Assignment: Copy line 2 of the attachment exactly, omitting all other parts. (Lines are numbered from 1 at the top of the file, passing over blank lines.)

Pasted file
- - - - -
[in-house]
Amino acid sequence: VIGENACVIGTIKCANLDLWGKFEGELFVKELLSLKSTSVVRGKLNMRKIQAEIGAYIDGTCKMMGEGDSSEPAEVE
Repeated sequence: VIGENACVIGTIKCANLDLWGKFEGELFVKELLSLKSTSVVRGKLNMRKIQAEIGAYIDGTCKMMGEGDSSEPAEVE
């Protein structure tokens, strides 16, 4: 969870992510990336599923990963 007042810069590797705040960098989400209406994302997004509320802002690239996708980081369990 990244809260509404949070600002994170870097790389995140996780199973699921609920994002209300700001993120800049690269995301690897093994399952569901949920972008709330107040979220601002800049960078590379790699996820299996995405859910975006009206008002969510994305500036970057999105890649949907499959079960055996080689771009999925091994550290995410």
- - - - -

Amino acid sequence: VIGENACVIGTIKCANLDLWGKFEGELFVKELLSLKSTSVVRGKLNMRKIQAEIGAYIDGTCKMMGEGDSSEPAEVE